In February 2013, Health and Hope Society produced a detailed survey revealing the extent of food insecurity within 374 communities in southern Chin State. The data reveals that 7 townships harvested enough cereals to feed them for 5 months, whilst some villages only harvested enough for 1 or 2 months. 123,033 people in Chin state face extreme food shortages. Over 15,000 are children less than five years old, and over 2000 are pregnant women, unfortunately it is the most vulnerable of society who suffer the most from food shortages. No effective alternative coping mechanisms have been found, so external food assistance is necessary if the Chin people are to avoid losing many lives.

Impact On Individuals’ Health

Severe food shortages affect whole communities in both the short and long term: socially, culturally and economically. The United Nations World Food Programme puts it well:

“A hungry mind cannot concentrate, a hungry body cannot take initiative, a hungry child loses all desires to play and study”.

The southern Chin people have faced constant food insecurity for the past 20 years and thus many suffer from malnutrition; a severe form of hunger characterised by a lack of vitamins and minerals, which can have a serious impact on a person’s physical and mental abilities. Malnutrition can have a devastating effect on the body’s immune system leaving it unable to fight off common infections such as diarrhoea or measles. The most vulnerable of society – pregnant women and young children – are most at risk of a weakened immune system and can suffer from calamitous short and long term effects.

Impact On The Chin Community

The impact of the Mautam infiltrates nearly every facet of Chin life. Uncontrollable wild fires have destroyed crops and homes, crops have also been destroyed by rats, insects and wild animals, and the bamboo is failing to regrow and has now been replaced with a new, highly allergenic bush. Many young people are fleeing the desperate situation in the Chin Hills and moving to the relative safety of India, Malaysia, Singapore and Thailand. Their home land is uncertain with political instability, economic uncertainty, food insecurity and lack of educational and livelihood opportunities.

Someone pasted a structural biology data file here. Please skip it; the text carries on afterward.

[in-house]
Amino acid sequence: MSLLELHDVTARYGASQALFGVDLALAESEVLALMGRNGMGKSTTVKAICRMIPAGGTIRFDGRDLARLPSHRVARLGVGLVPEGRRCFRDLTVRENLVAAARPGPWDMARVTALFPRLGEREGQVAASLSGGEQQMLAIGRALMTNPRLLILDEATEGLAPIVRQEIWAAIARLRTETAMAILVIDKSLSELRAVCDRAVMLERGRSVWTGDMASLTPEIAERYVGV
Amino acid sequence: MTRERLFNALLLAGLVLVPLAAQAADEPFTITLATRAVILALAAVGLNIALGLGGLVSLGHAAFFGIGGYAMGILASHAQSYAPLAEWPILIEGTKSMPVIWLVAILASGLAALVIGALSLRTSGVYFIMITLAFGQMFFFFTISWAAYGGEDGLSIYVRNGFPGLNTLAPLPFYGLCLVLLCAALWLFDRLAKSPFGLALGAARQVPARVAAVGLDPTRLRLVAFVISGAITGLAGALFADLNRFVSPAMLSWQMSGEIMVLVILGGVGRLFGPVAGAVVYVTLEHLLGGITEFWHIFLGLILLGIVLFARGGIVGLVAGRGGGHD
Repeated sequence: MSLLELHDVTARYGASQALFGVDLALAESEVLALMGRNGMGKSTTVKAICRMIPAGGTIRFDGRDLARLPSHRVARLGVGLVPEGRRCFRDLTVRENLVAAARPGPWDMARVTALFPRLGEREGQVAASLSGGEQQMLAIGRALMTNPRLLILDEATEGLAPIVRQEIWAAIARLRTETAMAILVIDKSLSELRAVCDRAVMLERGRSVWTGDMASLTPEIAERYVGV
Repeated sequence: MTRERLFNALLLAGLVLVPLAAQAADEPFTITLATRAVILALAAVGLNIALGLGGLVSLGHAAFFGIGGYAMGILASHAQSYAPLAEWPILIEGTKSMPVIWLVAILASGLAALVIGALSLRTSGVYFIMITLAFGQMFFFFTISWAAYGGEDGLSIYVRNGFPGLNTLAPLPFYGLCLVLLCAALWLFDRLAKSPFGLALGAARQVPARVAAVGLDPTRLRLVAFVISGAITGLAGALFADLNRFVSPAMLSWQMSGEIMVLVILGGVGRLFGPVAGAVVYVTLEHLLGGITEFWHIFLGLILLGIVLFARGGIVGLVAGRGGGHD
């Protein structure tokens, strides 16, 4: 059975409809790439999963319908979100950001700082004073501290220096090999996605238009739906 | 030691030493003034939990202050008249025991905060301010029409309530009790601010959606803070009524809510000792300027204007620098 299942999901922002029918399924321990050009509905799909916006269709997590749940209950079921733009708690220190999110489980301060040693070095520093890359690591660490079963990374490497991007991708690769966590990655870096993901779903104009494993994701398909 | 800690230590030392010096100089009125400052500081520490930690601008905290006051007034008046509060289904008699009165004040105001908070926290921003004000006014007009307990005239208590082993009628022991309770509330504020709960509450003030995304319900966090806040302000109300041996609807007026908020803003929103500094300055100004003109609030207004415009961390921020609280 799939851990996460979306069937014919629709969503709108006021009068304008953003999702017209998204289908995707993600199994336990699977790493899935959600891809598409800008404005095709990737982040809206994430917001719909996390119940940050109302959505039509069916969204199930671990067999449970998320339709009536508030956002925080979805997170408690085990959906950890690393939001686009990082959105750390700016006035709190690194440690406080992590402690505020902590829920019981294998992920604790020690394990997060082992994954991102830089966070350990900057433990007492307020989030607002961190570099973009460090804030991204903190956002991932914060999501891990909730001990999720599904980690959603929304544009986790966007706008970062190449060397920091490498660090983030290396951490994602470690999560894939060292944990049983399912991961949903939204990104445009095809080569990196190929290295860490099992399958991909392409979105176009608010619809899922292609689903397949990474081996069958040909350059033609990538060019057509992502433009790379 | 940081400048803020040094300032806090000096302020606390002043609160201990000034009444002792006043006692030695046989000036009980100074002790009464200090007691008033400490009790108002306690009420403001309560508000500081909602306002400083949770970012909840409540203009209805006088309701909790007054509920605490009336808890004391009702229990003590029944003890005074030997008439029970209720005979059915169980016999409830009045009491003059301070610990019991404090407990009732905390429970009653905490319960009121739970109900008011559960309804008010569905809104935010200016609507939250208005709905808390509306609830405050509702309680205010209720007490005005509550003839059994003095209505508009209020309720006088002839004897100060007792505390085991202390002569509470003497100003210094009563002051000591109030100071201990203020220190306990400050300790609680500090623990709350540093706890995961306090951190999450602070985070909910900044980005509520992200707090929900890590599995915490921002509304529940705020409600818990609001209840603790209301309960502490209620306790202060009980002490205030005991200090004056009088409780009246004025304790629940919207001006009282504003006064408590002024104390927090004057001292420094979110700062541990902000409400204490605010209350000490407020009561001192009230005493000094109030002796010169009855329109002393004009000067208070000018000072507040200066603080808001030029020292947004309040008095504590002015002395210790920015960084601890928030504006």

Response From The International Community

Over the years some action has been taken by the international community on behalf of the people suffering from the Mautam in Chin State. Southern Chin State Food Security Conferences were held in 2008, 2009 and 2011; participants such as Baroness Caroline Cox, the BBC World Service, delegates from southern Chin State and others came together to discuss relief efforts. In 2009 the Department For International Development (DFID) provided 1.5 million USD in emergency food aid for the Chin people; this covered the food gap for 2009 and 2010. Later in 2012, a donation of emergency food aid was provided by AusAid. This year a 4th Southern Chin State Food Security Conference was held as a renewed plea for help and support from the national and international community.

Yet, despite the help and support previously provided, the people of southern Chin State face a continuing struggle. Each year the harvests yield less and less; worsening the current food crisis. The majority of farmers are producing less than a third of their expected harvest. Without external food assistance the people of Chin State fear a devastating future of starvation.

To learn more about HART’s work in Chin state, Burma, please visit:



Isabelle Darque

By Isabelle Darque

Isabelle is currently interning during her summer break, having finished her second year of studying History at Cardiff University. Her particular interests are women's empowerment and the provision of healthcare.